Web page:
How can local communities prepare for drought and build resilience?
The Red Deer River Watershed Alliance’s Fall Forum was held on November 10th, with over 50 municipal staff, elected officials, and key stakeholders participating in a conference exploring the hot topic of drought.
When in Drought? New Strategies for Municipal Drought Management and Resilience in Alberta profiled the drought context in central Alberta and in neighbouring jurisdictions, as well as the role that natural assets, like forests or wetlands, can play in supporting local resilience. The RDRWA held the conference using a new interactive virtual conference platform – Remo – that allowed people to network at tables and move around the room for breakout sessions.
The Honourable Jason Nixon, Minister of Environment and Parks welcomed attendees to the forum via a recorded video message, and spoke to the Government of Alberta’s role as a key partner in Water for Life, as well as the importance of Watershed Planning and Advisory Councils and key initiatives, including the Watershed Resiliency and Restoration Program (WRRP). RDRWA Executive Director, Josée Méthot provided an update on the work of the Alliance, and gave a demonstration of the RDRWA’s recently completed Hydrologically Significant Areas project, and new interactive mapping portal. Krista Quesnel, Manager of Sustainability with Parkland County also provided a demonstration of the tools Parkland County uses to lead riparian management.
Roy Brooke (Municipal Natural Assets Initiative – MNAI) highlighted examples of natural asset management across Canada, and shared opportunities for local governments to better integrate natural assets and resilience into planning processes during his keynote presentation. Our second keynote speaker, Anastasia Mourogova-Millin (Dark Matter Labs) challenged attendees to think about changing global markets, and the important role that new financial instruments can play in driving investments into regional flood and drought efforts. Anastasia encouraged municipalities to consider emerging financials models that attract investments into regional natural and civic assets. Our final keynote, Dr. Paige Olmsted (Smart Prosperity Institute) gave an excellent synopsis of key challenges and opportunities facing nature-based solutions in Canada, alongside the economic case for natural asset management.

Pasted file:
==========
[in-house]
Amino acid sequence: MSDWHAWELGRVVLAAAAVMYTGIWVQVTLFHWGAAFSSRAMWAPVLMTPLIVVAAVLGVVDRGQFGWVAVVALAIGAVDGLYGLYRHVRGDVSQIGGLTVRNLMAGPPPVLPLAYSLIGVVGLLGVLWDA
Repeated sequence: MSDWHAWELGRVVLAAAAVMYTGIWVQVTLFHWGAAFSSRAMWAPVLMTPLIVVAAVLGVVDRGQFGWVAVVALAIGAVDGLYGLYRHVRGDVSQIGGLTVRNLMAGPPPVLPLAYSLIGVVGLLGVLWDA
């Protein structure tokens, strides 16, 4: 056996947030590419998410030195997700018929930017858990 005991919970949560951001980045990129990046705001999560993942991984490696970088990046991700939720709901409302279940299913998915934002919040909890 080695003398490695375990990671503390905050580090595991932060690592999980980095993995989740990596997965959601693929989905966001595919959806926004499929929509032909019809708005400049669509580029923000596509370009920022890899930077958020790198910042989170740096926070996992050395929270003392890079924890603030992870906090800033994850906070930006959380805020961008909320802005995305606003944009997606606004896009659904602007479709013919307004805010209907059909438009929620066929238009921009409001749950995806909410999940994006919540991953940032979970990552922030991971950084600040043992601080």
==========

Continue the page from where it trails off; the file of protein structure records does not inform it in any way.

The Fall Forum concluded with a moderated panel discussion with Oliver Brandes (POLIS Water Sustainability Project), Tim Romanow (Milk River Watershed Council of Canada), the keynotes Roy Brooke, Anastasia Mourogova Millin, and Dr. Paige Olmsted. The panelists reflected on what we heard about natural and civic assets during the morning’s keynote presentations and discussed ideas around first steps for municipalities or organizations who want to build natural or civic assets into their management. The panel also spoke to their own personal experiences with drought, and the uncertainty around future climate and drought conditions within Alberta; sharing ideas around how we might plan for the future and redefine our management plans to include drought and natural assets.
On behalf of the Red Deer River Watershed Alliance, thank-you to everyone who attended When In Drought? New Strategies for Municipal Drought Management and Resilience in Alberta. We were inspired by your thoughtful comments and questions, and look forward to connecting with you at our next event in 2022.
(Recordings of the keynote presentations will be available on the RDRWA’s YouTube channel soon.)